UPSC GS Paper 2 – Critics of the doctrine of basic structure argue that, through this doctrine, guardians of the constitution have become guardians over the constitution.

UPSC GS Paper 2

Question : Critics of the doctrine of basic structure argue that, through this doctrine, guardians of the constitution have become guardians over the constitution.

Answer :


The phrase ‘basic structure’ was introduced for the first time by M.K. Nambiar and other counsels while arguing for the petitioners in the Golaknath case (1967), but it was only in Kesavananda Bharati case (1973) that the concept surfaced in the text of the apex court’s verdict. The amending provision of the Indian Constitution is a combination of rigidity and flexibility.


Initially, the judiciary considered that the parliament’s amendment authority was unlimited since it could modify any provision of the constitution, including Article-368. However, in the Golak Nath case, the Supreme Court established a new perspective on parliament’s powers, holding that it cannot modify Part III of the Constitution, i.e. fundamental rights, and thereby granted fundamental rights a “Transcendental Position.” However, in the Kesavananda Bharati case, the Supreme Court ruled that while Parliament can change any element of the Constitution, including fundamental rights, it cannot weaken the constitution’s “basic structure.” The basic structure, however, was not fully described. Different judges have differing views on the basic structure’s components.


1. Many critics have questioned the anti-democratic character and legitimacy of the basic structure doctrine. Granville Austin notes that there are several discrepancies between the points contained in the summary signed by the judges and the opinions expressed by them.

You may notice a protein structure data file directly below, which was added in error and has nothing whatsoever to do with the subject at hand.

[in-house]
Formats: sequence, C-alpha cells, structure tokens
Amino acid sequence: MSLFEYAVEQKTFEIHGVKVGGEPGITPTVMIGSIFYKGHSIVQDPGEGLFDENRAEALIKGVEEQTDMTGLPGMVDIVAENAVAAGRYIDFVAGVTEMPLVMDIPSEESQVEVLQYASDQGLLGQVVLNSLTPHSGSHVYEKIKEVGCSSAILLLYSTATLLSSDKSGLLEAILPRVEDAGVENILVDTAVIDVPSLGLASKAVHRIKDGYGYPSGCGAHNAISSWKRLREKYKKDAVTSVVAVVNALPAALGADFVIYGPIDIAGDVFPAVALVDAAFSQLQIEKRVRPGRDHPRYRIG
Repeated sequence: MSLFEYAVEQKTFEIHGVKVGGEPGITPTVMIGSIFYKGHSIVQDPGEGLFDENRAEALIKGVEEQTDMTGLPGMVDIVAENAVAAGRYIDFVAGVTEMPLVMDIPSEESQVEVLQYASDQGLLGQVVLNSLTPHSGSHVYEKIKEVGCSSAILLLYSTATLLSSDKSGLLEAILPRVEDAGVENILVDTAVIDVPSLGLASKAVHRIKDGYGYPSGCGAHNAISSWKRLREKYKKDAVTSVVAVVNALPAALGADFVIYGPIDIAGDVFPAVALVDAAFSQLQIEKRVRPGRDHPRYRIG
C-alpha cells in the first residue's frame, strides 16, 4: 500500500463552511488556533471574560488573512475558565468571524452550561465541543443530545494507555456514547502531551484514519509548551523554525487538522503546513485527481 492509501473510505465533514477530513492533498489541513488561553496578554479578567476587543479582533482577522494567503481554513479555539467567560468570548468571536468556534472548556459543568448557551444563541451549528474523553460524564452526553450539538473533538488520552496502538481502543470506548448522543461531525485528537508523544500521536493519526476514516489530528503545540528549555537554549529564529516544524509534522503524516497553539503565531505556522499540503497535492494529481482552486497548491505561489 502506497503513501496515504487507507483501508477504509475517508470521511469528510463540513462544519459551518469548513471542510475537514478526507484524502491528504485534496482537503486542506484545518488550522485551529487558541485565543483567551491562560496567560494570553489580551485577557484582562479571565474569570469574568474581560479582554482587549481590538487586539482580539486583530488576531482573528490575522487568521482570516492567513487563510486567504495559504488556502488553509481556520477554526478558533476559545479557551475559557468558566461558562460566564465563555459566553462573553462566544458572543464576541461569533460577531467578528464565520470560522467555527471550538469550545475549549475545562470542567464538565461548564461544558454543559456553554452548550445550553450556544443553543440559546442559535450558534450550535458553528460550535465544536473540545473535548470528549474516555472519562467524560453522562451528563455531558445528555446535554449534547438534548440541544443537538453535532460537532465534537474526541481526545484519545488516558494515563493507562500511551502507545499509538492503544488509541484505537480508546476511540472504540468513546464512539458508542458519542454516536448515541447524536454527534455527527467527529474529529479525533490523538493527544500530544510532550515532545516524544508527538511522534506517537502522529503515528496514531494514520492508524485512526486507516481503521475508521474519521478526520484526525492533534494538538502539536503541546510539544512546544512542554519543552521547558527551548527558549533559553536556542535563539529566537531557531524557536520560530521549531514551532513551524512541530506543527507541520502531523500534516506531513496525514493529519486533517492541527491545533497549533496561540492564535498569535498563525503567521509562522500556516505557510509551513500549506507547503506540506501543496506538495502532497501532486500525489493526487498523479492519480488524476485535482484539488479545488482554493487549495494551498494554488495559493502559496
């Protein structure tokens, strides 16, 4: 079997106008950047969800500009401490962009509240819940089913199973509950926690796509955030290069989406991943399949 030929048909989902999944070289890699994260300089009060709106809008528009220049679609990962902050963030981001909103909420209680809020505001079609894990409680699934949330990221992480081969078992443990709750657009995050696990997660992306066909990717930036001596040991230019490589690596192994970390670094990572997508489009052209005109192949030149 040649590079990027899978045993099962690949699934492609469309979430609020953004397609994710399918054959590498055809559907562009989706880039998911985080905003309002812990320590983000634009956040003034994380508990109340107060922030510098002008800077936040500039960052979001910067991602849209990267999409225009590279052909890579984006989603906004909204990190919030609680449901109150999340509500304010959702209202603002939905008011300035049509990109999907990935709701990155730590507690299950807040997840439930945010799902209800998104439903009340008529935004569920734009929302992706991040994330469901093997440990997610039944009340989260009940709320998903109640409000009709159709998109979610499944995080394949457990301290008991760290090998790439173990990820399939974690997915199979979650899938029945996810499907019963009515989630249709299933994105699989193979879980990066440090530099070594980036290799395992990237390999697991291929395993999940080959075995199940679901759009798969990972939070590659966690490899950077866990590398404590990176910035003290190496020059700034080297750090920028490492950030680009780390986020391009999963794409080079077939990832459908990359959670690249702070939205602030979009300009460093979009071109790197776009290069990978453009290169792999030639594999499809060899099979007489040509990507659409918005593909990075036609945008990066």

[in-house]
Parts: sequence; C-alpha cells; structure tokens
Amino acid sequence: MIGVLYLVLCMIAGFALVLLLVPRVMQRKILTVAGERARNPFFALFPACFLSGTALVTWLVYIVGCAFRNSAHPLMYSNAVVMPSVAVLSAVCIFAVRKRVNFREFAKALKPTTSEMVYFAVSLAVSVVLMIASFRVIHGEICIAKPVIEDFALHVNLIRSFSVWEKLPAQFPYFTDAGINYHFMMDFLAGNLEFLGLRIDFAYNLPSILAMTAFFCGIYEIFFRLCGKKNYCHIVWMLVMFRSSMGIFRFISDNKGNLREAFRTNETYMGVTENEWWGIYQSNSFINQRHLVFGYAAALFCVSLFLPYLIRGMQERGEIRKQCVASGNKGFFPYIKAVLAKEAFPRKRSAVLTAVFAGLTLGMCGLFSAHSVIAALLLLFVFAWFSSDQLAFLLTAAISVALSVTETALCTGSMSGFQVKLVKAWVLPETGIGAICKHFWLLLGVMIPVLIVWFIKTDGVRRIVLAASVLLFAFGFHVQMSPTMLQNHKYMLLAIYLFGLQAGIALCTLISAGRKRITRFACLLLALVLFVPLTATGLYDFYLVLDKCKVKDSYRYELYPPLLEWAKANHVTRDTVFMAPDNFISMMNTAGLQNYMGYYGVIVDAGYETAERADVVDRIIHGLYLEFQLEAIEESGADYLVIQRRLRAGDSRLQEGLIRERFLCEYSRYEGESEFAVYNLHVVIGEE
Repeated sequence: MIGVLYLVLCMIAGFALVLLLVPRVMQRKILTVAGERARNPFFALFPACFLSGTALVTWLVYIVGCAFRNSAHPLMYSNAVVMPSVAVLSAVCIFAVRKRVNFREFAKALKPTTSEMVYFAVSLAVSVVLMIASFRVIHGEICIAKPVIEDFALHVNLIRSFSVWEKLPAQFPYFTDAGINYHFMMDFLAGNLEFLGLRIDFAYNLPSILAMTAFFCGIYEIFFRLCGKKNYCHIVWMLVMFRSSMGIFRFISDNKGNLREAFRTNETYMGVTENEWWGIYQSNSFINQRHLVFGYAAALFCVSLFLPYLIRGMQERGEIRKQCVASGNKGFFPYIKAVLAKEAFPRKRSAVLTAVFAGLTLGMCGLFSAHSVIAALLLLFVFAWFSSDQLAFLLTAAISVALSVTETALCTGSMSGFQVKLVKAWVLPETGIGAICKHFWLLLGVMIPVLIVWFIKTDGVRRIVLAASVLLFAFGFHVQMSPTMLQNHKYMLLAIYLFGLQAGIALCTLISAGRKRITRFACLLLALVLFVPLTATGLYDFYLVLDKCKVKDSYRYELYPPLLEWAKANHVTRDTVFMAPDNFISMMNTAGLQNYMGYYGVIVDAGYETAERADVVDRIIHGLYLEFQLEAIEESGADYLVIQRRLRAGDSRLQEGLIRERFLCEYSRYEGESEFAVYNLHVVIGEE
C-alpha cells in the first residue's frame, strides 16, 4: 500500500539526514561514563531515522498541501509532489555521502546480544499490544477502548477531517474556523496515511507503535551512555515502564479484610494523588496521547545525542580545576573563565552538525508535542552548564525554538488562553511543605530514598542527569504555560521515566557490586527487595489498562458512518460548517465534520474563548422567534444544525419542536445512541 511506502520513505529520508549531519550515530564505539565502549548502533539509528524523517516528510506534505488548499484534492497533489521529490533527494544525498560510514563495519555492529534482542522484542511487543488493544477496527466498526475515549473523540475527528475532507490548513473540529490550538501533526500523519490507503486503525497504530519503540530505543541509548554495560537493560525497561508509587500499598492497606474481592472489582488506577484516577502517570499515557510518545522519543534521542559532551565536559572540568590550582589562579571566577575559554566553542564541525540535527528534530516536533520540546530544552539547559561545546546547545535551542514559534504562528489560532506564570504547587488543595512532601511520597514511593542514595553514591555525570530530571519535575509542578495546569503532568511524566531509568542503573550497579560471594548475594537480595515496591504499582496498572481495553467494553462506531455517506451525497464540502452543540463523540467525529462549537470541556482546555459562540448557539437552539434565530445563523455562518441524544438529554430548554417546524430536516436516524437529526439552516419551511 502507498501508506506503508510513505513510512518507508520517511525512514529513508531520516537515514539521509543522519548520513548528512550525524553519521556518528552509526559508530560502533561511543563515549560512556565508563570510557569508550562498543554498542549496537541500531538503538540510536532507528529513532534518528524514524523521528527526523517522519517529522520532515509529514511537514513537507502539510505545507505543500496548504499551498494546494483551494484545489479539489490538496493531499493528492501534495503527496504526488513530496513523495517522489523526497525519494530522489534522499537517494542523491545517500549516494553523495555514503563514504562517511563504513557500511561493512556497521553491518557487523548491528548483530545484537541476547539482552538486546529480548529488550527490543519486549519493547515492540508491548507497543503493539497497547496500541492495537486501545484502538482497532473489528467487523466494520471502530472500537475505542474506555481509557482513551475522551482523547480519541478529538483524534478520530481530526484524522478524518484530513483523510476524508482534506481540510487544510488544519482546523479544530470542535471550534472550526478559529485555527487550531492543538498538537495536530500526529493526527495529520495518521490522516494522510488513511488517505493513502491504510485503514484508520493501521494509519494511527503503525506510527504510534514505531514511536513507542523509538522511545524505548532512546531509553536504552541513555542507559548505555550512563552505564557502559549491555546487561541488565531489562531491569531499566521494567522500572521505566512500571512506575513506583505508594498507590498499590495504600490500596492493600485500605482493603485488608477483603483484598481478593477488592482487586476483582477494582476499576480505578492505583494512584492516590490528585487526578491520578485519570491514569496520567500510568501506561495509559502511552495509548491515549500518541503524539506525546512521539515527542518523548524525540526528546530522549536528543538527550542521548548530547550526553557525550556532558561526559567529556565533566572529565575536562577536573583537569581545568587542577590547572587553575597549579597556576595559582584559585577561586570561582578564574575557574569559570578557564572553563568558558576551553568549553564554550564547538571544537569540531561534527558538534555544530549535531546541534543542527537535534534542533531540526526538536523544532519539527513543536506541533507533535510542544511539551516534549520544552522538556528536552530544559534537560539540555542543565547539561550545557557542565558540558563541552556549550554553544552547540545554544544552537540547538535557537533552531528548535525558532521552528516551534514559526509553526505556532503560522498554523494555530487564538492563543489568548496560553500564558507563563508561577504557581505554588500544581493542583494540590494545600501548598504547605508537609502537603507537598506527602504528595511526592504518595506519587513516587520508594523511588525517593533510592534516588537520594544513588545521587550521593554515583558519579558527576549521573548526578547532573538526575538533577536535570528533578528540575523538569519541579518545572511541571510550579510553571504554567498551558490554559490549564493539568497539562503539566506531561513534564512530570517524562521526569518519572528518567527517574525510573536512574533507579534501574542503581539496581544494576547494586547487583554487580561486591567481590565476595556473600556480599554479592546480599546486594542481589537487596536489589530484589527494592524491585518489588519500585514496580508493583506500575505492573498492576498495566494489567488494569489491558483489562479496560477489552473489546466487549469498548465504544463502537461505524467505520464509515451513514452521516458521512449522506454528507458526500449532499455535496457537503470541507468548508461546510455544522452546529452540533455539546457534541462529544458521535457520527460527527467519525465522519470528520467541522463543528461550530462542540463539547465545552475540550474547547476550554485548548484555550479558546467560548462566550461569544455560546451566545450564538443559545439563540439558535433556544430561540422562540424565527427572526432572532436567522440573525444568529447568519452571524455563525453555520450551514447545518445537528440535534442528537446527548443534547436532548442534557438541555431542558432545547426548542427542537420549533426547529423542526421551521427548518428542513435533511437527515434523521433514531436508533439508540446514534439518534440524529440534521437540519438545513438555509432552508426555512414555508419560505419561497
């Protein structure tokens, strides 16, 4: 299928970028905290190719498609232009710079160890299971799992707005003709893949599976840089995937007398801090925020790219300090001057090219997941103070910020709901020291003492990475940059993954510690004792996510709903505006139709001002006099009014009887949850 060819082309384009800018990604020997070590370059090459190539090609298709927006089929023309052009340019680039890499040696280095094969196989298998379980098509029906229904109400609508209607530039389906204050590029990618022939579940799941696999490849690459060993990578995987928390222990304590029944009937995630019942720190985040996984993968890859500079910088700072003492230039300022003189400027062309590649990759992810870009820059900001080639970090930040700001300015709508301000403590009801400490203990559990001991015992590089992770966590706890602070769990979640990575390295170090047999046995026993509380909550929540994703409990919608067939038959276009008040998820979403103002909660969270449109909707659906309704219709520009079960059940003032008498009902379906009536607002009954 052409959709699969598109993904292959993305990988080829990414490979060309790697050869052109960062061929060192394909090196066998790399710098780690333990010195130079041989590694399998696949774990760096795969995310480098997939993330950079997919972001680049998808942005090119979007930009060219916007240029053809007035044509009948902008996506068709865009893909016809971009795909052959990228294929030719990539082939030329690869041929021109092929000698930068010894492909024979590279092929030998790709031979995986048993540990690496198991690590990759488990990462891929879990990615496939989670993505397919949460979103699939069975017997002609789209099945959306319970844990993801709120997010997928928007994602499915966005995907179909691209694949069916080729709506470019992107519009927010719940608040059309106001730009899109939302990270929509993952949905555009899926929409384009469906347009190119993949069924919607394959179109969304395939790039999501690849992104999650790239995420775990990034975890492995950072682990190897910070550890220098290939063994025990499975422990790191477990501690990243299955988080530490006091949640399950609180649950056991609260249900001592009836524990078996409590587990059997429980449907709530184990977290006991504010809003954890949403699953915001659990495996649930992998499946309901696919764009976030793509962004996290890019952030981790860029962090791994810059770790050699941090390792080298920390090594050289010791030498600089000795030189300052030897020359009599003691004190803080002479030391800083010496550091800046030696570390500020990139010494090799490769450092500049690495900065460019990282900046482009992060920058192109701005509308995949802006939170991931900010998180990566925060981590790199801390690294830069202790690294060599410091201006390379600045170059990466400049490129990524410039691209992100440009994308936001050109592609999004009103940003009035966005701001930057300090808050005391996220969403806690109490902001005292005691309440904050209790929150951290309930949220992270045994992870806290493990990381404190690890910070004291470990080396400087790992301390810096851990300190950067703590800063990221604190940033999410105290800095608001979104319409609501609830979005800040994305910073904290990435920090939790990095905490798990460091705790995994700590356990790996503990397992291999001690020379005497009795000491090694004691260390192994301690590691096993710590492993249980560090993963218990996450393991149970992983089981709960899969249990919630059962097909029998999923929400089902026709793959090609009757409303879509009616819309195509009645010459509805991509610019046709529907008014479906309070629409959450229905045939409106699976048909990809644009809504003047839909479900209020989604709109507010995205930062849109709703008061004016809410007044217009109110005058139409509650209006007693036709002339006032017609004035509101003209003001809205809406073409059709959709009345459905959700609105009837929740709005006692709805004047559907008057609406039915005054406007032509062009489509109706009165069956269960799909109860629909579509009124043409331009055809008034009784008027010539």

2. The doctrine does not have a textual basis. There is no provision stipulating that this Constitution has a basic structure and that this structure is beyond the competence of the amending power.

3. The concept of the “basic structure of the Constitution” cannot be defined and each judge views the basic structure concept according to his/her own subjective satisfaction. This leads to the fact that the validity or invalidity of the Constitution Amendment lies on the personal preference of each judge and the judges will acquire the power to amend the constitution.

4. An amendment to the Constitution may be necessary even to change the original intention of the Constitution framers, which may not augur well for the subsequent generation which is to work with the Constitution. Therefore, to hold that an amendment not falling in line with the original intention of the founding fathers is not valid.

5. The attempt by a constitutional court to review the substance of the constitutional amendments would be dangerous for a democratic system in which the amending power belongs to the people or its representatives, not to the judges.

6. The basic structure doctrine goes against the spirit of the separation of powers under the Indian Constitution. It creates a tyranny of judges whom are unelected and restricts the will of the people by putting limitations on the amending power of the Parliament.

7. The Basic Structure doctrine has been cited as a reason by judiciary for overturning the National Judicial Appointments Commission (NJAC) proposal of the government. The apex court said that the independence of the judiciary is a part of the basic structure. The NJAC was meant to promote transparency in judicial appointments. The appointments in our judiciary smack of nepotism and corruption which creates a situation of judges appointing themselves. So, it is a clear-cut instance of misuse of basic structure doctrine.

Hence, it is said that through this doctrine guardians of the constitution have become guardians over the constitution.


Despite multiple criticisms, the basic structure concept has fulfilled the noble objective of protecting the constitution’s essential ideals like as parliamentary democracy, secularism, and so on. It emphasises the notion that no government, no matter how large its majority, can change the basic structure of the constitution. The basic structure doctrine comprises the principles that were important to the founding fathers of the constitution and were therefore enshrined in the noble instrument in the constitution.

As a result, the basic structure concept is critical to the survival of constitutionalism and democracy in India. The court has truly served as the constitution’s custodian, as envisioned by the founding fathers.

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